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Green Screen Project


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#1 Ryan Zarra

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Posted 16 March 2009 - 03:00 PM



any feedback or critiques
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#2 Matt Read

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Posted 17 March 2009 - 11:31 AM

Your chroma key falls apart really badly at about 1:53 when the boys are pushing the girl around. It looks like it was caused by her shadow falling on your green screen. This could have been avoided if you had blocked your actors further from the screen.

You've also got some "floating" people at around 3:03 caused by the camera reframing and the background not tracking that movement. This can be easily solved by using tape to make some white or black crosses on your green screen. You can then use these as reference marks when you make your key and match the background to any camera movement.

Another thing I noticed is that all your keyed in backgrounds with walls are created so that the walls are perpendicular to the camera's angle of view. It really limits the depth and perspective of your images. It just looks like your actors are standing 6 feet in front of a wall (the green screen, which they are), rather than creating the illusion that they are in a real environment.

You've got a few nice shots. Overall, there's too many white shirts and hats blowing out and not enough highlights on the actors' faces. Other shots have shadows that are too dark and hide a lot of detail that I would like to see. The combination of the hats and top-lighting is a major cause of this. You either need to put your key in at a lower angle or get some fill on the actors' faces. The few color shots at the end are okay, but look kind of like they are just lit with the room's ceiling lamp. The final shot of the mom looks flat in color and underexposed in B&W.

The sound is pretty bad throughout. Some of it is due to bad recording and some is due to a bad mix. The opening scene is a good example. At one point the detective kid talks from off camera and it sounds like he wasn't mic'd and his voice was just picked up from the mic of the kid on screen. Through that whole scene the music was noticeably louder than the actors' voices and at points made it difficult to hear what was being said. In the color scene, there is a very noticeable hum. It sounds like it might be room tone being played too loudly. The scenes in between aren't much better.

A final note, your opening credit music is "The Ecstasy of Gold" by Ennio Morricone from "The Good, the Bad and the Ugly" with a beat laid under it, however, you don't credit Ennio Morricone anywhere. In fact you give credit for the score to two other people. What you are doing is STEALING. As long as you're not making any money from this video you probably don't need to get rights from the copyright holder (though, if you want to be fully protected and completely legit about it, you should). However, you MUST credit Ennio Morricone or the creator of any piece of original work if you use their work in a video. To do otherwise is completely disrespectful.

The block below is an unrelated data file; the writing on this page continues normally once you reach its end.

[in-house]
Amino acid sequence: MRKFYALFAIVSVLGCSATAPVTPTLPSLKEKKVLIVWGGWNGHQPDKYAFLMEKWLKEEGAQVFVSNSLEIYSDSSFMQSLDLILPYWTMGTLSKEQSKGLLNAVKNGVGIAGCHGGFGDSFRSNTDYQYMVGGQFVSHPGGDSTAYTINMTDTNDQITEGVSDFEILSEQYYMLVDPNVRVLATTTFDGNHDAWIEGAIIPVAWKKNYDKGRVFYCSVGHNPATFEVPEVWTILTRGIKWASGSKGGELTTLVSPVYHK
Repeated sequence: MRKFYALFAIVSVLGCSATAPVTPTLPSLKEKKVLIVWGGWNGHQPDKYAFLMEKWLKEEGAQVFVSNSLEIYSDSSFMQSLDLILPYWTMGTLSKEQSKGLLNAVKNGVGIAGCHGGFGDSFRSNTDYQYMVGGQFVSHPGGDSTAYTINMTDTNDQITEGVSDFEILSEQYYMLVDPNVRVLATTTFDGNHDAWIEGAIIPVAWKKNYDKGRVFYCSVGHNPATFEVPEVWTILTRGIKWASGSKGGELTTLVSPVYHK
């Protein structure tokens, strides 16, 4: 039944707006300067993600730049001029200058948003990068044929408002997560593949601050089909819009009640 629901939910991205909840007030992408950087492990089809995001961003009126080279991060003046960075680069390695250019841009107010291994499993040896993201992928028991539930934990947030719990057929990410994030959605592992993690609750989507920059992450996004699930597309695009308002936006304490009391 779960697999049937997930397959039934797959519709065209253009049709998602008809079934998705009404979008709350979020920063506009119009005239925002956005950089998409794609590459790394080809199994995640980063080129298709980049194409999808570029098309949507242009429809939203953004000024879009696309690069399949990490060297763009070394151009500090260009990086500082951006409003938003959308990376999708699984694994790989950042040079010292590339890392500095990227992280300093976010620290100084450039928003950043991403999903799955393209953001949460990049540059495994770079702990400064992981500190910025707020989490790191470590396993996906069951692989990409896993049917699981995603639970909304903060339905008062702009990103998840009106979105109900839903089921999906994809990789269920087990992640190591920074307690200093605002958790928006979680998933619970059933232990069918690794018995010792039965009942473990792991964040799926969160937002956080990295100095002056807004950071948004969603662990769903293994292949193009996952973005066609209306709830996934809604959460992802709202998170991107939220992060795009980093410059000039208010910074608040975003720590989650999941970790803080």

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#3 Ryan Zarra

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Posted 19 March 2009 - 02:19 PM

Your chroma key falls apart really badly at about 1:53 when the boys are pushing the girl around. It looks like it was caused by her shadow falling on your green screen. This could have been avoided if you had blocked your actors further from the screen.

You've also got some "floating" people at around 3:03 caused by the camera reframing and the background not tracking that movement. This can be easily solved by using tape to make some white or black crosses on your green screen. You can then use these as reference marks when you make your key and match the background to any camera movement.

Another thing I noticed is that all your keyed in backgrounds with walls are created so that the walls are perpendicular to the camera's angle of view. It really limits the depth and perspective of your images. It just looks like your actors are standing 6 feet in front of a wall (the green screen, which they are), rather than creating the illusion that they are in a real environment.

You've got a few nice shots. Overall, there's too many white shirts and hats blowing out and not enough highlights on the actors' faces. Other shots have shadows that are too dark and hide a lot of detail that I would like to see. The combination of the hats and top-lighting is a major cause of this. You either need to put your key in at a lower angle or get some fill on the actors' faces. The few color shots at the end are okay, but look kind of like they are just lit with the room's ceiling lamp. The final shot of the mom looks flat in color and underexposed in B&W.